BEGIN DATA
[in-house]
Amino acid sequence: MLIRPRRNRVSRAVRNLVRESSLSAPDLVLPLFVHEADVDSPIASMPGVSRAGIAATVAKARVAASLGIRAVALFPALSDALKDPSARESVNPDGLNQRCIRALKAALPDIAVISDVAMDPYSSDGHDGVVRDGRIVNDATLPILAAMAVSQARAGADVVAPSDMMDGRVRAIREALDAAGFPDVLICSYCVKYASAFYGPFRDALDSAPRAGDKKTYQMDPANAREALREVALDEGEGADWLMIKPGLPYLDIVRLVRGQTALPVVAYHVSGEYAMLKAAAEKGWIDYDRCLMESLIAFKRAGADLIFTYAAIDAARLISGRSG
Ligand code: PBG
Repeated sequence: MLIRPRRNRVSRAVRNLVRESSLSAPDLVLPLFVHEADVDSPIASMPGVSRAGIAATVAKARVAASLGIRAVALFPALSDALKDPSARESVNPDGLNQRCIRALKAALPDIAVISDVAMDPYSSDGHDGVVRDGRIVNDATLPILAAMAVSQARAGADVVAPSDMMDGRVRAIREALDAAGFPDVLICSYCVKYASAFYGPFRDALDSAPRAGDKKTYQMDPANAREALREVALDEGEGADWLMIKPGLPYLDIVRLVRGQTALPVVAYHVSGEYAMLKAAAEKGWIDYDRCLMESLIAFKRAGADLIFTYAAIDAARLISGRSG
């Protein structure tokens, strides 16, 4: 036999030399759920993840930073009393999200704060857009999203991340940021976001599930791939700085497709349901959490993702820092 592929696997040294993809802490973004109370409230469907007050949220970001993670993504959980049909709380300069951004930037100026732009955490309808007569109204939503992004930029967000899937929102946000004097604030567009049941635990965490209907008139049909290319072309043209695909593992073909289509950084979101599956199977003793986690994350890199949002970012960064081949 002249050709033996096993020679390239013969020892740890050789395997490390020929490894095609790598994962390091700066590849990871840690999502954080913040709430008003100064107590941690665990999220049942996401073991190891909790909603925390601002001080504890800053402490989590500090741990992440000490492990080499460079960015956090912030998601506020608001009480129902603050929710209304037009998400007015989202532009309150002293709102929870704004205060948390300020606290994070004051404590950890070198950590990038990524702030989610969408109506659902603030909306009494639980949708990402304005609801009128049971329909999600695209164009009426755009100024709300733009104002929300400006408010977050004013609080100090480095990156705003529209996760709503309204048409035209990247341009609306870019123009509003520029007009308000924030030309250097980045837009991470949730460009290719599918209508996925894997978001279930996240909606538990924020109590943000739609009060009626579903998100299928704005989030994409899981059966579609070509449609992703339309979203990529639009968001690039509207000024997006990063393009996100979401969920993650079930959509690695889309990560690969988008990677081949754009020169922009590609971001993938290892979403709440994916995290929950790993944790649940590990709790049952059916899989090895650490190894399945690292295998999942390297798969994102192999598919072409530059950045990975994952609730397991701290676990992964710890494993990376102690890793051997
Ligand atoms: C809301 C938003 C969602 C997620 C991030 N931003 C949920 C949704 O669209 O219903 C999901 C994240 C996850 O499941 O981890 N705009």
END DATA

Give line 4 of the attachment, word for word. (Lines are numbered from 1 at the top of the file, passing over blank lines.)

Repeated sequence: MLIRPRRNRVSRAVRNLVRESSLSAPDLVLPLFVHEADVDSPIASMPGVSRAGIAATVAKARVAASLGIRAVALFPALSDALKDPSARESVNPDGLNQRCIRALKAALPDIAVISDVAMDPYSSDGHDGVVRDGRIVNDATLPILAAMAVSQARAGADVVAPSDMMDGRVRAIREALDAAGFPDVLICSYCVKYASAFYGPFRDALDSAPRAGDKKTYQMDPANAREALREVALDEGEGADWLMIKPGLPYLDIVRLVRGQTALPVVAYHVSGEYAMLKAAAEKGWIDYDRCLMESLIAFKRAGADLIFTYAAIDAARLISGRSG